The matter in dispute, as stated by the court below, is "whether the tax free nature of the exchange of the securities shielded the beneficiaries from tax when some of the new securities were distributed to them in kind as 'income' under the apportionment theory of the Pennsylvania Law of Trusts." The answer requires examination and interpretation of the scheme and the language Congress has employed for the taxation of the income of trusts, which appears in Sections 161 and 162 of the Internal Revenue Code of 1939, 26 U.S.C.1952 ed. §§ 161, 162. Of immediate concern is the provision of § 162(b) that "the amount of the income of the estate or trust for its taxable year which is to be distributed currently * * * shall be included in computing the net income of the * * * beneficiaries * * *", and at the same time shall be an allowable "deduction in computing the net income of the estate or trust * * *." It will be observed that Section 162(b) addresses itself only to the tax treatment of "income of * * * [a] trust for its taxable year which is * * * distributed currently [to the] * * * beneficiaries * * *." For the beneficiary to be taxable the trust must have realized income and, in addition, that gain must have been translated into some distribution to the beneficiary. Questions of apportionment and rights of distribution of trust property, whether it be income or corpus, will be determined by the law of the state which governs the administration of the trust. But before any question of distribution is reached it is necessary to decide in a case like this whether the trust realized income in the exchange of the Brill stock for stock and debentures of the merged corporation. For if there was no "income of the * * * trust" realized in this exchange, the very basis and subject matter upon which the taxing scheme of Section 162(b) operates are lacking. Once the problem is analyzed this way, it is apparent that, although the state law controls apportionment and distribution of assets, it has nothing to do with the initial tax question whether, prior to that distribution the trust realized income so as to bring Section 162(b) into operation.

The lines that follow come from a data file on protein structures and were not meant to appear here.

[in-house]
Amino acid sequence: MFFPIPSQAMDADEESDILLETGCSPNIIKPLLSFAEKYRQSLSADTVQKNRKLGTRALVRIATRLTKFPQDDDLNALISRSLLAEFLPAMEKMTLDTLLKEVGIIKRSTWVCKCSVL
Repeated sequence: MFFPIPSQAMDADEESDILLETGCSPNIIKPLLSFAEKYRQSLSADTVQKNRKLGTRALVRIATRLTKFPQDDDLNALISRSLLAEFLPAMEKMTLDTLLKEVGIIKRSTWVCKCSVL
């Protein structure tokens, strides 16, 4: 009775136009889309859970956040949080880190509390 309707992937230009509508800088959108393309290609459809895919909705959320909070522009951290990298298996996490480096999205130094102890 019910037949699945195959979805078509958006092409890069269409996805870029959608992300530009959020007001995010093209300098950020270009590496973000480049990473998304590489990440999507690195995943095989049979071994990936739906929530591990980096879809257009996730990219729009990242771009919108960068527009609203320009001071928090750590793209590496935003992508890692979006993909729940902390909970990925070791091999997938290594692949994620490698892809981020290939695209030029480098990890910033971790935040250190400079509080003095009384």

It is clear here that, if the question is to be viewed as a matter of federal law, the acquisition of stock and debentures of the merged corporation was a tax free exchange of capital items without realization of income. For income tax purposes no subsequent ruling on the allocation or distribution of these assets under state law would change their character as accessions to corpus, already established under federal tax law. To the extent that the decisions of the Court of Appeals for the Second Circuit in McCullough v. Commissioner, 1946, 153 F.2d 345 and Johnston v. Helvering, 1944, 141 F.2d 208, certiorari denied, Johnston v. C.I.R., 323 U.S. 715, 65 S. Ct. 41, 89 L. Ed. 575, reason to the contrary we disagree with them, as the taxing authorities have done in Rev.Rul. 24, 1953-1 Cum.Bull. 263.